Today was our last proper trekking day, a day blessed with great weather and a heroic goat.
It was really hot and again the route seemed a lot longer than our memory suggested.
An hour or so from the campsite there were prayer flags on the path. BB told us they marked the spot where, a few weeks earlier, Thinlen Lhonlup, the star of Eric Valli's film 'Himalaya' had died. He had fallen with his horse into the ravine below and had died in a helicopter on way back to Kathmandu. Thinlen was a huge Nepalese figure and BB, who with Summit Trekking had worked on the film, was clearly moved to be at the spot where his hero had died.
The great medical story is that Christine has discovered a cure for her hay fever. Normally she suffers from hay fever in April-May but she gets it in October in Nepal. The cannabis plants, which are everywhere, have matured since we walked up the valley and are now heavy, seedy and very aromatic. Christine has discovered that grabbing a handful, rubbing the mixture between her fingers and inhaling deeply completely clears her head. This is not the effect I remember but it seems to work for her.
|Goat in transit|
Medical breakthroughs are not the big story of the day however, the big story concerns the wonder goat.
After crossing a suspension bridge we stopped to watch two men try to repeat the feat with their flock of goats. Disguising the bridge with branches suggested they were anticipating trouble and sure enough persuading the 30 or so goats onto the bridge took a number of efforts. One goat, in particular, was resistant and they made numerous energetic attempts to persuade him to join his brothers and sisters who were now waiting on the bridge. Watching their efforts was mildly amusing until the goat ran down to water and leapt in. What had been amusing now suddenly turned sinister - making it to the other side through a seething mass of water looked impossible.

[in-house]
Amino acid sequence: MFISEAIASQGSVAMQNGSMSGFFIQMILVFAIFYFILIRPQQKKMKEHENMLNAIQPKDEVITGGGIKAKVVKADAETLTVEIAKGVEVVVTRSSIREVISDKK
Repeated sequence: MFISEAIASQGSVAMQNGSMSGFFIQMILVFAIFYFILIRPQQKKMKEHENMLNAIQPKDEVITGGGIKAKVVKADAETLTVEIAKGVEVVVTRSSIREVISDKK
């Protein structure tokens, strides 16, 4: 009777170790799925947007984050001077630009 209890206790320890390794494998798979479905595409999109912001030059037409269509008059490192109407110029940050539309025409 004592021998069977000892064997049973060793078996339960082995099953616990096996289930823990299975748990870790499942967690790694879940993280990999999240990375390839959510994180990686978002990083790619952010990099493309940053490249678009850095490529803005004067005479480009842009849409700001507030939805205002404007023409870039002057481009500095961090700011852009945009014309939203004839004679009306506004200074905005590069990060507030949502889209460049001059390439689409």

Sure enough, the goat, who had made his dash for freedom 200m upstream, was soon below us, marginally closer to our side but still a long way-way from safety. BB dashed down to the waters edge and for a second I thought that he was going to attempt a rescue, a particularly worrying prospect because BB had our plane tickets. Fortunately, wisdom overcame valour and he kept his feet on dry land. The goat had got close enough to the bank to effect a partial escape only to be grabbed once more by the torrent and from the look in his eyes he seemed to be accepting his fate. Within seconds he was being washed away and was literally heading round the bend.
|Sun drying tomatoes|
It was a shocking sight, a real conversation killer, and it was a surprise when a couple of minutes later we found the goat in the path giving himself a shake. The goat continued to gamely resist arrest until at last he was captured by his owners.
The emotional rollercoaster meant we were ready for lunch which we had in the teahouse we had stopped at on our first night. I'm not sure what the biggest attraction is, the wonderfully stocked vegetable garden or the beautiful Nepalese woman who ran the place. Cherry tomatoes, carefully arranged, were drying in the sun and as well as a Nepalese lunch, I came away with a bag of multi coloured beans which I promised to plant when I got home. I felt like Jack of the Beanstalk.
We camped just along the road from Dunai. Tomorrow all we have to do is walk up the hill to Juphal where theoretically we will spend our last night before flying next morning back to Kathmandu.
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